If phase III clinical trials are successful, researchers suggest categorizing the drug as schedule IV
In an evaluation of the safety and abuse research on the drug in hallucinogenic mushrooms, Johns Hopkins researchers suggest that if it clears phase III clinical trials, psilocybin should be re-categorized from a schedule I drug—one with no known medical potential—to a schedule IV drug such as prescription sleep aids, but with tighter control.
The researchers summarize their analysis in the October print issue of Neuropharmacology
“We want to initiate the conversation now as to how to classify psilocybin to facilitate its path to the clinic and minimize logistical hurdles in the future,” says Matthew W. Johnson, Ph.D., associate professor of psychiatry and behavioral sciences at the Johns Hopkins University School of Medicine. “We expect these final clearance trials to take place in the next five years or so.”
Following the Controlled Substances Act of 1970, any drug with the potential for abuse is categorized based on criteria that take into account whether the drug has accepted medical use, and its safety and the potential for abuse. Although preliminary research studies suggest that psilocybin may be effective for smoking cessation and for disorders such as cancer-specific depression and anxiety, it must clear phase III clinical trials before the Food and Drug Administration can be petitioned to reclassify it.
Studies in animals and humans both show low potential for abuse
Studies in animals and humans both show low potential for abuse, the researchers say. When rats push a lever to receive psilocybin, they don’t keep pushing the lever like they do for drugs such as cocaine, alcohol or heroin. When it comes to human studies, people who have used psilocybin typically report using it a few times across their lifetime.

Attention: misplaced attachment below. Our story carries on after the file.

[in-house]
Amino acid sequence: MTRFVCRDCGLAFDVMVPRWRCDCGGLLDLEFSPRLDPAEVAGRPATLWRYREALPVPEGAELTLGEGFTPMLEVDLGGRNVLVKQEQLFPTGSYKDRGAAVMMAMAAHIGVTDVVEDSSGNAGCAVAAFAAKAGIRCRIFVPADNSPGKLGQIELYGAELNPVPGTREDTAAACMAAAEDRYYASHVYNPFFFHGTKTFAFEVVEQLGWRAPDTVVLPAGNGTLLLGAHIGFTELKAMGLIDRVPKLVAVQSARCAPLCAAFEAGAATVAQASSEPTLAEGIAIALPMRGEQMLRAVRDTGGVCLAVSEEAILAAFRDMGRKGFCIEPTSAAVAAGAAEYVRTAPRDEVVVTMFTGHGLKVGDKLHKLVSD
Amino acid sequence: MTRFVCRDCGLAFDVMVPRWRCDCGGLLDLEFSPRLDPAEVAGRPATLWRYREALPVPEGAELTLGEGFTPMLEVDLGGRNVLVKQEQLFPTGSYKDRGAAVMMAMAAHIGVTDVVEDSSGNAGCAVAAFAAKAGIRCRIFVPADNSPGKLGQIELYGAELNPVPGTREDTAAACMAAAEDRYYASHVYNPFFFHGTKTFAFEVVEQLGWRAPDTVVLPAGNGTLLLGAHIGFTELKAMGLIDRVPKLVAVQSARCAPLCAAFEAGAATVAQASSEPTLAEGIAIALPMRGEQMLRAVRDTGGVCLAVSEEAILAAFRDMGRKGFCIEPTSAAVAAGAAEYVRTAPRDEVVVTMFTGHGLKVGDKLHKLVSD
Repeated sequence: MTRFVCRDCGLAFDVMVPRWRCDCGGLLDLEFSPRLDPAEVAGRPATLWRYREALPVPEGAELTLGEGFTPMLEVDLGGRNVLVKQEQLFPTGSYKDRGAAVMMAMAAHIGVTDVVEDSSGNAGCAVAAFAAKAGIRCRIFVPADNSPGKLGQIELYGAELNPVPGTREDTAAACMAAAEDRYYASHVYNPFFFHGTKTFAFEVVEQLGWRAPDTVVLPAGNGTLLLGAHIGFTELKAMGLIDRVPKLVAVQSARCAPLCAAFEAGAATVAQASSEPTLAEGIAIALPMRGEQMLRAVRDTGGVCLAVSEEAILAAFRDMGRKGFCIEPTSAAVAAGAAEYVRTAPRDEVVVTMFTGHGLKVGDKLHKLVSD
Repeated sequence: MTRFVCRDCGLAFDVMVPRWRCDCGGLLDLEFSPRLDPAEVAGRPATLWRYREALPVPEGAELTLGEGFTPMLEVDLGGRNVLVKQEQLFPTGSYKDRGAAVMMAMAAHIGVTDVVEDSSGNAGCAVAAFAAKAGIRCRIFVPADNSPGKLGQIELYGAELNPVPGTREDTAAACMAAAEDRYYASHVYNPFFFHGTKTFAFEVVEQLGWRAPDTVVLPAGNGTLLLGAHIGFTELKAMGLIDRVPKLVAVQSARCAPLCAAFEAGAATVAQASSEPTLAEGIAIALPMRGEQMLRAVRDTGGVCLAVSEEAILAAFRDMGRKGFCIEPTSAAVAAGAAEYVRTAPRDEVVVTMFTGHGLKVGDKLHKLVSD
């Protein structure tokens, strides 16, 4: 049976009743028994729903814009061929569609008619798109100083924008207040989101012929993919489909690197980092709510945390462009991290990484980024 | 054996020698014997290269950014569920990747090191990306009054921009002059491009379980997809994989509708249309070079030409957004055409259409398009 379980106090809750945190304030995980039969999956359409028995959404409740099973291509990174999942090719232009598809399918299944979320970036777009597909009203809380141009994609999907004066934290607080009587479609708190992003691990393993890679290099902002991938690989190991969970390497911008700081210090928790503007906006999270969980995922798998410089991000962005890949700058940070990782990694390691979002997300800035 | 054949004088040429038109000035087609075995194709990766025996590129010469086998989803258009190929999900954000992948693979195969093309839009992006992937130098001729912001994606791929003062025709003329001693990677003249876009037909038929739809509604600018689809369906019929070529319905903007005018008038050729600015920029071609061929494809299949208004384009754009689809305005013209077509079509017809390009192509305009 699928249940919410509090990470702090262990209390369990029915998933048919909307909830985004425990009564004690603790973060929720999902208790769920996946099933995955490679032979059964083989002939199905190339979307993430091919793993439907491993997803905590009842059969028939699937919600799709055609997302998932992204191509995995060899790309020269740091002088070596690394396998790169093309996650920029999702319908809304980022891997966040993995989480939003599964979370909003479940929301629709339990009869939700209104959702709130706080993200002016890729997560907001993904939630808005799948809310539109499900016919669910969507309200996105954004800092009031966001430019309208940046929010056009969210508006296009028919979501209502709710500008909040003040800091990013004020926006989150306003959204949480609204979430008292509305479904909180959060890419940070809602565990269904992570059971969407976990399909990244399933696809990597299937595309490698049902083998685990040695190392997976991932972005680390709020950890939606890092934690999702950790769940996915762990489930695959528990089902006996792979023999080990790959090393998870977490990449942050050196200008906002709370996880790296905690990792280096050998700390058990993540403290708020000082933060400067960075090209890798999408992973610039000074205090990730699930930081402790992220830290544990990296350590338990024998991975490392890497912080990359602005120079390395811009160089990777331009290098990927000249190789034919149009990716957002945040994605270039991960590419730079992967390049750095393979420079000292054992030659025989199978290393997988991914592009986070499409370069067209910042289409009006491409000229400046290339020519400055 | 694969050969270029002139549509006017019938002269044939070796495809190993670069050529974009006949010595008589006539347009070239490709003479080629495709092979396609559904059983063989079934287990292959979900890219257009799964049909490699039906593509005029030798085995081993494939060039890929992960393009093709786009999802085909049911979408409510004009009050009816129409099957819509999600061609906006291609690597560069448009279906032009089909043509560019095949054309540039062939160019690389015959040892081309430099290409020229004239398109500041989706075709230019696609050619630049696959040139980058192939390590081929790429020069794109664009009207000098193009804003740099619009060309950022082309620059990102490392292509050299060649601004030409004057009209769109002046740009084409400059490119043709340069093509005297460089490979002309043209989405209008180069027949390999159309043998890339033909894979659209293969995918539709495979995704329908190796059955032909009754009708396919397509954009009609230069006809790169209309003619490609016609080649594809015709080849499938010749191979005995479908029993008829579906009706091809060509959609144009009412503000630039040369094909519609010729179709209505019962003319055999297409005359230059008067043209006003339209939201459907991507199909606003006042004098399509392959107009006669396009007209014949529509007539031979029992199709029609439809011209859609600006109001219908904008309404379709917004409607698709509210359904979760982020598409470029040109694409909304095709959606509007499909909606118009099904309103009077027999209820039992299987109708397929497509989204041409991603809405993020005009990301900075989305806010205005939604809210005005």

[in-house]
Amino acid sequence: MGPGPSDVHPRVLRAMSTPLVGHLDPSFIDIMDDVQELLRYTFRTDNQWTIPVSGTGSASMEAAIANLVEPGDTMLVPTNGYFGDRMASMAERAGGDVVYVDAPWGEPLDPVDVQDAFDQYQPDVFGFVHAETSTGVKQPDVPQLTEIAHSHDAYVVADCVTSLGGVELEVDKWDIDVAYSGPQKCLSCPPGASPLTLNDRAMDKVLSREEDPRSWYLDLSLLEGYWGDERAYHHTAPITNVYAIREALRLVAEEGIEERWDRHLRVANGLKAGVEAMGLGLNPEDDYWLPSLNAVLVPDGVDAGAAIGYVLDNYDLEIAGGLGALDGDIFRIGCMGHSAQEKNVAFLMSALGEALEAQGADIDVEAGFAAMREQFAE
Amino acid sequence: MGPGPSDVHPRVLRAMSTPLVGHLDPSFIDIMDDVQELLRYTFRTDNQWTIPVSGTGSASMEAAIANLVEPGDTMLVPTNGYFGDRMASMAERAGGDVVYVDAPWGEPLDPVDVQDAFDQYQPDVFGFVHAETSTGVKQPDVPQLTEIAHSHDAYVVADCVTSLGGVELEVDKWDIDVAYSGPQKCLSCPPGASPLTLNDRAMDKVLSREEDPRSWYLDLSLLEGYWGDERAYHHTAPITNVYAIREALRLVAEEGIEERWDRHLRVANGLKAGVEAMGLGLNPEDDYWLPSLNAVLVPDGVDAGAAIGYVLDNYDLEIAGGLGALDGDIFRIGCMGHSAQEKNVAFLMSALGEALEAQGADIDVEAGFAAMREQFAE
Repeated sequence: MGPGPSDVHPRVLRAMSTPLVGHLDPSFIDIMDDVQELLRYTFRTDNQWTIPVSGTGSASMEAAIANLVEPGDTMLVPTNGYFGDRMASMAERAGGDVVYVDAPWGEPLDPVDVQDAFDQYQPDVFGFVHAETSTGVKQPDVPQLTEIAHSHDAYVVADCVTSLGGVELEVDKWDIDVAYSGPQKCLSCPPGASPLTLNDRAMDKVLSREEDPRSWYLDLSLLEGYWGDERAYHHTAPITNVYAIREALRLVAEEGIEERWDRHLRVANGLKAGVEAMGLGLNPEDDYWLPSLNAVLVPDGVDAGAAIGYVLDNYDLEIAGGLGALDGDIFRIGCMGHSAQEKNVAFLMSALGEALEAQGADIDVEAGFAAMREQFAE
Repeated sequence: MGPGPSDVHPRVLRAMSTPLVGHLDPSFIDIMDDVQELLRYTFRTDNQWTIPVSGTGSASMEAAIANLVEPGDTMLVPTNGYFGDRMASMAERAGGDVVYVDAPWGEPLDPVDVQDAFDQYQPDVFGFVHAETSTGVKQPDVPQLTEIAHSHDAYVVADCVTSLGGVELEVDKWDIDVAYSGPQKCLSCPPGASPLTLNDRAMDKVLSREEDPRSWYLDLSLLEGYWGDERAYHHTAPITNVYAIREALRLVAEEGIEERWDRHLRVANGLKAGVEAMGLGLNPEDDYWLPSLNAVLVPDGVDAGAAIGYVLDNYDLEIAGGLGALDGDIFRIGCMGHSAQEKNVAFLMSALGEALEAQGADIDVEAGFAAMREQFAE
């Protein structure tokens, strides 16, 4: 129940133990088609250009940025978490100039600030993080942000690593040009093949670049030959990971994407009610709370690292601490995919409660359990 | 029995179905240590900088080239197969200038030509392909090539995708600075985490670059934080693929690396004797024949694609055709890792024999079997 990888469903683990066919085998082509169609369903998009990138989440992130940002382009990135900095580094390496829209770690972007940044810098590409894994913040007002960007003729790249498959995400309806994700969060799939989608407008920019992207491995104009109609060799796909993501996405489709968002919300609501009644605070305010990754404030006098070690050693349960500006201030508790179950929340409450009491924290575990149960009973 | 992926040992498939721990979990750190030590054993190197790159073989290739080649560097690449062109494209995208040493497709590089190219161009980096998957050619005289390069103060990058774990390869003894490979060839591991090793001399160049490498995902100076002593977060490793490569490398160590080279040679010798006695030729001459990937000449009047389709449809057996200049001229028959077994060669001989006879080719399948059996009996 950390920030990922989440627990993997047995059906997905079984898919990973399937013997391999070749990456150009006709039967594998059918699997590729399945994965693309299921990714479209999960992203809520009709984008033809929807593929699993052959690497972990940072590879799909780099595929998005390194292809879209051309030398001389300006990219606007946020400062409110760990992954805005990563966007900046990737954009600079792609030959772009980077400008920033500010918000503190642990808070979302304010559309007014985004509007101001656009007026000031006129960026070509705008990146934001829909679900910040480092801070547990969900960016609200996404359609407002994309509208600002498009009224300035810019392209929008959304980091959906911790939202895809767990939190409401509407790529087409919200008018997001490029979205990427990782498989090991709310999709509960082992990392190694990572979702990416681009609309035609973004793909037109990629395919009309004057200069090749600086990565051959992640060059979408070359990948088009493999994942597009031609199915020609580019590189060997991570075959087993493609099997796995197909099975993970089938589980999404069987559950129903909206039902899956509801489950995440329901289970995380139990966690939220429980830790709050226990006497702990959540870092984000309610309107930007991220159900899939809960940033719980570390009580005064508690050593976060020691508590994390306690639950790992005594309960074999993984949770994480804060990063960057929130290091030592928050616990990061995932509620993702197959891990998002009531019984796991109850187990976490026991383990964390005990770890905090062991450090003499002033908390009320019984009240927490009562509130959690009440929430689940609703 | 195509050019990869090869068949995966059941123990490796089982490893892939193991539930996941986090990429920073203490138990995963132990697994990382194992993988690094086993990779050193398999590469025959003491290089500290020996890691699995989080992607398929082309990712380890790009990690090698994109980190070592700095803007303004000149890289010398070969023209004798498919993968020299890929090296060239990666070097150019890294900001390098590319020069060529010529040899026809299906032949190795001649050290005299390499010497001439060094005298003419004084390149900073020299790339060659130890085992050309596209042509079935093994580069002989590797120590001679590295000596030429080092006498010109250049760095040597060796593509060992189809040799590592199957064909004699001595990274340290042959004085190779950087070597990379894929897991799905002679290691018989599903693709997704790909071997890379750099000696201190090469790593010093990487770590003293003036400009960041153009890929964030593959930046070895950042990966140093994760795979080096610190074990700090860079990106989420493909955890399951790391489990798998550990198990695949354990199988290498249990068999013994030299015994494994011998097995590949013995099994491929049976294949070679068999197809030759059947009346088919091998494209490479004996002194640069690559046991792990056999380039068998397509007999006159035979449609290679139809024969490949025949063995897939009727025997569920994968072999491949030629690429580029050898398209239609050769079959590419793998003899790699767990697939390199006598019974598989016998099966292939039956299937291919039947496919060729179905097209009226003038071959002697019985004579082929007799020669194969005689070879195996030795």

Psilocybin also is lowest in the potential for lethal overdose
As for safety, studies show it frequently falls at the end of the scales with the least harm to users and society, say the researchers. Psilocybin also is lowest in the potential for lethal overdose as there is no known overdose level.
Psilocybin is not without risks of harm
“We should be clear that psilocybin is not without risks of harm, which are greater in recreational than medical settings, but relatively speaking, looking at other drugs both legal and illegal, it comes off as being the least harmful in different surveys and across different countries,” says Johnson.
Press Release: John Hopkins Press Release (9/28/2018)
Razi Berry is the founder and publisher of the journal Naturopathic Doctor News & Review that has been in print since 2005 and the premier consumer-faced website of naturopathic medicine, NaturalPath. She is the host of The Natural Cancer Prevention Summit and The Heart Revolution-Heal, Empower and Follow Your Heart, and the popular 10 week Sugar Free Summer program. From a near death experience as a young girl that healed her failing heart, to later overcoming infertility and Chronic Fatigue Syndrome and Fibromyalgia through naturopathic medicine, Razi has lived the mind/body healing paradigm. Her projects uniquely capture the tradition and philosophy of naturopathy: The healing power of nature, the vital life force in every living thing and the undeniable role that science and mind/body medicine have in creating health and overcoming dis-ease. Follow Razi on Facebook at Razi Berry and join us at Love is Medicine to explore the convergence of love and health.